Mary DeMuth: Authentic Parenting in a Postmodern Culture

Recently, my good friend and writing cheerleader, Mary DeMuth published a new book, Authentic Parenting in a Postmodern Culture. I had the chance to pick her brain about it a little bit.

What does postmodern mean? And why should it matter to parents?

Postmodernism is the waiting room between what used to be a modern worldview and what will be. According to several postmodern scholars, we’re in a shift right now, leaving modern ideas behind, but what we are shifting to is not yet fully defined.

Postmoderns believe that rationalism and/or more education doesn’t necessarily create a better society. They typically don’t embrace the notion of absolute truth, though they reach for the transcendent. They are skeptical, and often question whether science is something to be embraced or feared.

The question for parents is how will we mine the current worldview, even as it shifts? What in it can we embrace as biblical? What is not biblical? What I’ve seen in the church is a fearful adherence to what is familiar. So we cling to modern ideas, even though they may not be biblical and shun postmodern ideas even when they might be biblical. Our children will meet this shifting worldview no matter what our opinion of it is.

Should it matter even MORE to CHRISTIAN parents?

Yes, because how we interact with the world around us is very important. Parenting is something we do to train our kids to become interacting agents with the world. If we isolate our children in fear, then let them out the front door of our homes to college, they will not have the necessary tools to engage with all sorts of folks. If, however, we walk alongside our kids in community, teaching them about how to love the unlovely or discern right from wrong, they will have more tools to navigate the culture after high school.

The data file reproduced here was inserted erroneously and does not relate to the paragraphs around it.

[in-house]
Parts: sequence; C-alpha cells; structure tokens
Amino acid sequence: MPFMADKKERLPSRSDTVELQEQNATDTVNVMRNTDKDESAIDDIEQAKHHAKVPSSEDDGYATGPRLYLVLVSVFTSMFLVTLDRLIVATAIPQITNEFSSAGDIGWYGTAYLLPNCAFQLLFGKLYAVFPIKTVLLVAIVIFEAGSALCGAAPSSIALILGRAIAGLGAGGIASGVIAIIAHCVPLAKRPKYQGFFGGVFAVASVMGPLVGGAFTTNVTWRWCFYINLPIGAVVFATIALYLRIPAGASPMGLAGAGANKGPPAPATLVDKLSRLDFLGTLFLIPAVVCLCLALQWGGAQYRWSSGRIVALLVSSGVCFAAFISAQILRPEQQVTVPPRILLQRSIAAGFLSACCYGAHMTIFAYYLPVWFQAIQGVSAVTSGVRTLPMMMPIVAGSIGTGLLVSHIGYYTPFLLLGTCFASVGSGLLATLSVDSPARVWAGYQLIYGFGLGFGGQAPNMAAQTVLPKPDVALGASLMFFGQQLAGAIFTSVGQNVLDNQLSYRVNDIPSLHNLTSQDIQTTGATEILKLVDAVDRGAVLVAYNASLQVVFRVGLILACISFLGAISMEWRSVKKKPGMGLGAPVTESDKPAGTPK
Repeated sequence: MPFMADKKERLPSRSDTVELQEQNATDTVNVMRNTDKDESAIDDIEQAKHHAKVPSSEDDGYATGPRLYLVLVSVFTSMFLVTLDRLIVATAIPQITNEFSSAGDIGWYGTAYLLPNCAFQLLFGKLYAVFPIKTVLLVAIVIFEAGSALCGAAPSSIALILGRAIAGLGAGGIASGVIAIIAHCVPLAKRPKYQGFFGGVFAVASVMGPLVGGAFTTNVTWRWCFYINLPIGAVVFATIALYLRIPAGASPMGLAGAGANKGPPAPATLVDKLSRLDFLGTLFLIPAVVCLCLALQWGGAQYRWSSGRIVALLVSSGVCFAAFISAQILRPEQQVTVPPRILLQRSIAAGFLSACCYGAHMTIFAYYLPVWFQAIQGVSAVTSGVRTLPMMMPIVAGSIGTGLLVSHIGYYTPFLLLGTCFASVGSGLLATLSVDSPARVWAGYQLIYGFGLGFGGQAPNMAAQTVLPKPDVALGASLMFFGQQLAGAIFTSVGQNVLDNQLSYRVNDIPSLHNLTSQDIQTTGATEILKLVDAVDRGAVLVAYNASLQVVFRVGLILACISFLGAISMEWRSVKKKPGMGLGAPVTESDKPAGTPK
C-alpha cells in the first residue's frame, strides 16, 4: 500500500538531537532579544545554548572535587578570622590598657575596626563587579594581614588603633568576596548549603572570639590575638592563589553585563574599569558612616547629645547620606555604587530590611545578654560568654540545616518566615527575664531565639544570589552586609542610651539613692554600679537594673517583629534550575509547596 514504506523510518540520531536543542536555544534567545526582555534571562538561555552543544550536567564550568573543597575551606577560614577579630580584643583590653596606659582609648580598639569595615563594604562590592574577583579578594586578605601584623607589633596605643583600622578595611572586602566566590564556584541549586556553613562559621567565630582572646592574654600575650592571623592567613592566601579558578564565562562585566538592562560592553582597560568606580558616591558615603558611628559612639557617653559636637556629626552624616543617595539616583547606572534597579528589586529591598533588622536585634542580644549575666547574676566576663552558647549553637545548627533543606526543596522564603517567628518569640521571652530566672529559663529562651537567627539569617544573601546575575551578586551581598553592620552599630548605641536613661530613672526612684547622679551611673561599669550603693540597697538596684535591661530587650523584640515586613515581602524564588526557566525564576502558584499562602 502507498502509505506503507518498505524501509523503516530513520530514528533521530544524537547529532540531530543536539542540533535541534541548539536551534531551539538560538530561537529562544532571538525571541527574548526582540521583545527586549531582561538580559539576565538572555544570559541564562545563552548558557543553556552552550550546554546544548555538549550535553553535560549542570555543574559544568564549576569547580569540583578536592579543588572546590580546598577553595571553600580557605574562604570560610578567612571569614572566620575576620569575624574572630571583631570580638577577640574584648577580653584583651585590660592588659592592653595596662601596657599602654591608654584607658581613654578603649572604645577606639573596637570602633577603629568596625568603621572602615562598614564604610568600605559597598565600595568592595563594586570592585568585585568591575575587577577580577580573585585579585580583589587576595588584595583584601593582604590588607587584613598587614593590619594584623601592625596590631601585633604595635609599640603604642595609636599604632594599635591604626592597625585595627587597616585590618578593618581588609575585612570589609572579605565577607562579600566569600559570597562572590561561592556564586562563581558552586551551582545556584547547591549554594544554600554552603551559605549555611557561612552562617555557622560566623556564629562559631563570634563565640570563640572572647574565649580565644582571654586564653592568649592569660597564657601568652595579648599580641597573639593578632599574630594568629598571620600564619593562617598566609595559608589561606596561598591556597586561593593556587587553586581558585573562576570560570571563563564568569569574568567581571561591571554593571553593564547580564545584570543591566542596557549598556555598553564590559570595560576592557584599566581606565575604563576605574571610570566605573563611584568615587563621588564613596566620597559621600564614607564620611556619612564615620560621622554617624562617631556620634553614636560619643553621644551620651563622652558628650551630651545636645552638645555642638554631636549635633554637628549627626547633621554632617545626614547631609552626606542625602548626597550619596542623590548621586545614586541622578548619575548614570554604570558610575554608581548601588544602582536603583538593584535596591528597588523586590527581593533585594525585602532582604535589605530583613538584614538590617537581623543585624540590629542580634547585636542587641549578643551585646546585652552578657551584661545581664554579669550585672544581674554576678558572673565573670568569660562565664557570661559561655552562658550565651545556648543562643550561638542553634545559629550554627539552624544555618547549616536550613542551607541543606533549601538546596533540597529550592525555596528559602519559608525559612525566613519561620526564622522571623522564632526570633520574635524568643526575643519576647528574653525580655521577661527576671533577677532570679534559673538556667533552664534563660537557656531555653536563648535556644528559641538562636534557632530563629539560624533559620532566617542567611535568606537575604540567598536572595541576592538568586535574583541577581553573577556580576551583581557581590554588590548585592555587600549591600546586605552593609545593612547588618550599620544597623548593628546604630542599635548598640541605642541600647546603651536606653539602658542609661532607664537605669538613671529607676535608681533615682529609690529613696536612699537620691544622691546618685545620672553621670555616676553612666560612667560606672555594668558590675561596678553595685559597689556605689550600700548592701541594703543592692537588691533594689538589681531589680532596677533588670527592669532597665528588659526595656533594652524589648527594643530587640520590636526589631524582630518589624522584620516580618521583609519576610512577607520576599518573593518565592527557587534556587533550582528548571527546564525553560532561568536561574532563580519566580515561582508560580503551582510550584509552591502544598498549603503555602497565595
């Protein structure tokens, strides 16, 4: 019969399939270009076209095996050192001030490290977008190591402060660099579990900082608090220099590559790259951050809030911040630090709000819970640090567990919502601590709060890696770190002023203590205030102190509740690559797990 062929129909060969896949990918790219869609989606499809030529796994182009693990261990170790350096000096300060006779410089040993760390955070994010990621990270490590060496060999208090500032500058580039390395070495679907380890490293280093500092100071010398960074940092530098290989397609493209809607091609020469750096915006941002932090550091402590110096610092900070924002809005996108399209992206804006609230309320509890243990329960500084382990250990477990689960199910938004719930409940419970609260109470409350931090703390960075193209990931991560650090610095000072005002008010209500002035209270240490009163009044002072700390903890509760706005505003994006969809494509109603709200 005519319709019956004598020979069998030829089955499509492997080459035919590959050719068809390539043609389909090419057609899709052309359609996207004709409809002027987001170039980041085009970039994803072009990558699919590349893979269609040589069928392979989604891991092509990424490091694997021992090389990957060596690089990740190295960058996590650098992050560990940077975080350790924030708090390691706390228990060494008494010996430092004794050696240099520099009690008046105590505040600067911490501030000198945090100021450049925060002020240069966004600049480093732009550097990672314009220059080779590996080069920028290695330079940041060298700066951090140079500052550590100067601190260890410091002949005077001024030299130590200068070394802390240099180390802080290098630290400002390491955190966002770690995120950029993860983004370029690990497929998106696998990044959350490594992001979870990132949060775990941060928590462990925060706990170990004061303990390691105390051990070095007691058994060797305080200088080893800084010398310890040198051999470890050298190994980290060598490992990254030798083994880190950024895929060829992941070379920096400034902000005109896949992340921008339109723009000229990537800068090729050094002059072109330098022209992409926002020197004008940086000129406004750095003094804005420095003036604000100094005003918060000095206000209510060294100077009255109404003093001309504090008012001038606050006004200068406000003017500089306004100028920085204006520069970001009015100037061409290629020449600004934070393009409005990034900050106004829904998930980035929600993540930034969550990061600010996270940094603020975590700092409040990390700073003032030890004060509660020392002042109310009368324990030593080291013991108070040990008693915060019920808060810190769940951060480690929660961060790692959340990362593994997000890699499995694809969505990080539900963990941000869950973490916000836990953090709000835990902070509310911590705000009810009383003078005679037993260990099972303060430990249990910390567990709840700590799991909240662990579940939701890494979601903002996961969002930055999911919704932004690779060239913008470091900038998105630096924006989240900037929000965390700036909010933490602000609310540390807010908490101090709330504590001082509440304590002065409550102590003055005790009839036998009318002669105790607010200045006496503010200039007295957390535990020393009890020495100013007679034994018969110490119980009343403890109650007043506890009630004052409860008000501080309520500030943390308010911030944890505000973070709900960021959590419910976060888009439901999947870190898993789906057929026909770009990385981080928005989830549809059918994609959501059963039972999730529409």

I liken parenting to discipling. It’s a great walk-alongside endeavor. We disciple our kids to engage culture, yet remain unstained by the world. That’s a terribly difficult thing to do (something I am still working out in my own heart), but vitally important

What if I don't want my kids to think like post-moderns?

The book isn’t about getting your children to have a particular postmodern mindset, it’s about navigating through the culture alongside your kids. The key is to be there for them, model authenticity, and help them discern the culture they live in. More than anything, I want my kids to be Christ followers, not culture followers. I want them to be infatuated with Jesus and His kingdom. Most of that comes through the bread and butter art of modeling my own love for Jesus.

So how can I help prepare my kids for the world that is looming outside their door?

Become a conversational parent. Talk to your kids. Listen. Share your story.
Dare to believe that God has much to teach you through your kids. Be humble enough to learn from them.

Create a haven for your kids, an oasis in your home that protects, supports, and gives kids space to be themselves. Take seriously the mandate that you are responsible for the soul-nurturing of your children.